Panama Covid-19 update – the national airline, COPA, has said that it has revised its restart plans, after the fourth postponement of the reopening of the main airport. It has 102 airliners, and planned for 10% to be put back into operation at restart, but now the airline says that maybe only 3 or 4 would be required. This is compared to around 350 take offs and landing daily before the crisis began. Even if the restart begins in September, daily flights would not be likely before October.
Meanwhile, another 922 new cases and 23 fatalities, the latter taking us to 1,397 total to date, or a 2.2% death-rate. There are now 24,576 active cases, far outnumbered by the 38,218 “recovered” (with another 902 added today). 1,453 remain in hospital, 161 in ICU, with 23,123 isolated – 666 in hotels and 22,457 at home. Also notable that, of the 64,191 cases to date, some 73% were in the 20 to 59 age range – where the fatalities are proportionately the least…
30 July 2020
UNIVERSITY OF TEXAS IN FBI PROBE OVER CLAIMS CHINESE GOVERNMENT TRIED TO ILLEGALLY OBTAIN CORONAVIRUS RESEARCH
On 29 July, the South China Morning Post reported that an American university whose work has contributed to some promising Covid-19 vaccine candidates has been contacted by the FBI over allegations that the Chinese consulate in Houston had sought to obtain such research.
US AUTHORITIES APPREHEND KAZAKHSTANI MAN WANTED FOR EMBEZZLEMENT
A news release from US Immigration & Customs Enforcement advised that Sanzhar Ordaliyev, 33, a citizen and national of Kazakhstan wanted by authorities in his home country on embezzlement charges has been apprehended. In October 2018, he entered the US as a non-immigrant visitor with authorisation to remain in the country for a temporary period. He failed to depart as required, thus violating his non-immigrant status.
AN E-COMMERCE TECHNIQUE KNOWN AS “BRUSHING” AND SEEDS APPEARING IN MAILBOXES ACROSS THE US
On 29 July, the Wall Street Journal reported that an e-commerce technique known as brushing is being considered as federal officials look to whether the practice is behind a phenomenon of seeds appearing in mailboxes across the country. The US Department of Agriculture said it is collecting the packages and will test them for anything of concern. Brushing is said to be a technique sometimes used to boost a seller’s ratings by creating fake orders. A seller can do this by paying someone a small amount to place a fake order, or just using another person’s information to place an order themselves.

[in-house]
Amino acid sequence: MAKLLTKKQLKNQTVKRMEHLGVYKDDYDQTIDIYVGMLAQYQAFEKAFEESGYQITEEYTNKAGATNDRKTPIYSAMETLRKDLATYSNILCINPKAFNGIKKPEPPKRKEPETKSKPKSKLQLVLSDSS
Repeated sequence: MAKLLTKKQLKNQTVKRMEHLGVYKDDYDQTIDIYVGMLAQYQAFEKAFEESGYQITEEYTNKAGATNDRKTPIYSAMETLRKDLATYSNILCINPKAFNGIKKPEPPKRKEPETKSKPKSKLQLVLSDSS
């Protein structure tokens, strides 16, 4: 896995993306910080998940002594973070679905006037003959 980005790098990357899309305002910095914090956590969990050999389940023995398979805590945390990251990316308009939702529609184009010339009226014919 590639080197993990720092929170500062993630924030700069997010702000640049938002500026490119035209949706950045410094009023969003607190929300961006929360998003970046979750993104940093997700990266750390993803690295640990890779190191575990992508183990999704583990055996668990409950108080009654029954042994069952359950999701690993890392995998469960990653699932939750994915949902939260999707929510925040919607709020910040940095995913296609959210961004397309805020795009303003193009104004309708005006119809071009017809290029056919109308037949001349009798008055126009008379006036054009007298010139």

GERMANY ASKS RUSSIA TO HELP FIND FORMER WIRECARD EXECUTIVE
On 29 July, the Wall Street Journal reported that German authorities have asked Russian officials if Jan Marsalek, the former Wirecard AG executive who ran operations for the fintech company, had entered Russia and on 22 July had requested they act on an Interpol Red Notice issued for his arrest.
INDIA: ENFORCEMENT DIRECTORATE MONEY LAUNDERING CASE AGAINST FUGITIVE DEFENCE CONSULTANT SANJAY BHANDARI
On 28 July, NDTV in India reported a second money laundering case filed against Bhandari following the 2017 charges re alleged possession of undisclosed assets abroad and other charges in February 2017. The new case involves alleged kickbacks worth $4.99 million allegedly received by him from South Korean company Samsung Engineering in 2009.
CHINESE BANKS URGED TO SWITCH AWAY FROM SWIFT AS US SANCTIONS LOOM
On 29 July, Reuters reported that a report from the investment banking unit of Bank of China has said that companies should prepare for potential US sanctions by increasing use of its own financial messaging network for cross-border transactions in the mainland, Hong Kong and Macau. Chinese state lenders have been revamping contingency plans in anticipation of US legislation that could penalise banks for serving officials who implement the new national security for Hong Kong.
LESSONS FROM DEUTSCHE BANK’S EPSTEIN FINE
On 30 July, KYC 360 published an article saying that the consent order involved recounts how the bank went wrong “despite knowing Mr. Epstein’s terrible criminal history”, and offers a number of important lessons for compliance teams reviewing high-risk customers of their own. It appears that, as the Epstein relationship was deemed to be “high-risk” and as he was assessed to be a “Honorary PEP” due to his known links to senior politicians, the Epstein accounts were subject to enhanced transaction monitoring. However, such monitoring did not address the individual risks posed by Epstein. The article considers the lessons to be drawn from the affair.
UIGHUR WOMAN SENT MONEY TO HER PARENTS IN AUSTRALIA AND CHINA ACCUSES HER OF FINANCING TERRORISM
SBS News in Australia on 18 July reported that the money was said to be help the parents purchase a house, said to having been sent legally in 2013, but now the woman who sent it is facing a court trial in China. It is said that everything was fine until 2017, when the Chinese government policy on Xinjiang changed, the woman went missing and we later discovered she was in an internment camp for 10 months and she was arrested in 2019. Bank statements show a total of A$135,000 was sent to the parents in Adelaide via 3 bank transfers in July 2013, with others by an aunt and uncle, who are also facing terrorism-related charges.